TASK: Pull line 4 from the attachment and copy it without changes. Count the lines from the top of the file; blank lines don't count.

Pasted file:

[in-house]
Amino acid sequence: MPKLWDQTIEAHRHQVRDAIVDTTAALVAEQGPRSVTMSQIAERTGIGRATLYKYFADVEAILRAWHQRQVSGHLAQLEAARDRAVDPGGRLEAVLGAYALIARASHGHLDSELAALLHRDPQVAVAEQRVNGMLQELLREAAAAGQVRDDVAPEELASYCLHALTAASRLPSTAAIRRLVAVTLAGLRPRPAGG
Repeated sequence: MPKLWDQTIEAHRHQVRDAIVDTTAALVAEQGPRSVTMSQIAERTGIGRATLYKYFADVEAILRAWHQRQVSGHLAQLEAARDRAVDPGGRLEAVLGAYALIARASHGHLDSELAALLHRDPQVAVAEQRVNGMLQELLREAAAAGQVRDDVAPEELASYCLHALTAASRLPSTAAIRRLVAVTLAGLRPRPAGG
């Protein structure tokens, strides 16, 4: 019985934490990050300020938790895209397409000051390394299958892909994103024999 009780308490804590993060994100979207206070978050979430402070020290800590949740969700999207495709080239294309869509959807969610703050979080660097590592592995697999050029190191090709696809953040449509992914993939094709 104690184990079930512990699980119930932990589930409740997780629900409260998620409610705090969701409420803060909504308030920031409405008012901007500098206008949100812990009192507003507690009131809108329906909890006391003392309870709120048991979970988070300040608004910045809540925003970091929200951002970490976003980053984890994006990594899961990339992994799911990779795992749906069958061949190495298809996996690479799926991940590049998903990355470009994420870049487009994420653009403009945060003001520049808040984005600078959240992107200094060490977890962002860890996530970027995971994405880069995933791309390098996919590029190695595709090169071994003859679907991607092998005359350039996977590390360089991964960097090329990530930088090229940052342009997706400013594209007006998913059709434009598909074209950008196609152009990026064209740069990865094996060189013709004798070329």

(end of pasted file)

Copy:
């Protein structure tokens, strides 16, 4: 019985934490990050300020938790895209397409000051390394299958892909994103024999 009780308490804590993060994100979207206070978050979430402070020290800590949740969700999207495709080239294309869509959807969610703050979080660097590592592995697999050029190191090709696809953040449509992914993939094709 104690184990079930512990699980119930932990589930409740997780629900409260998620409610705090969701409420803060909504308030920031409405008012901007500098206008949100812990009192507003507690009131809108329906909890006391003392309870709120048991979970988070300040608004910045809540925003970091929200951002970490976003980053984890994006990594899961990339992994799911990779795992749906069958061949190495298809996996690479799926991940590049998903990355470009994420870049487009994420653009403009945060003001520049808040984005600078959240992107200094060490977890962002860890996530970027995971994405880069995933791309390098996919590029190695595709090169071994003859679907991607092998005359350039996977590390360089991964960097090329990530930088090229940052342009997706400013594209007006998913059709434009598909074209950008196609152009990026064209740069990865094996060189013709004798070329």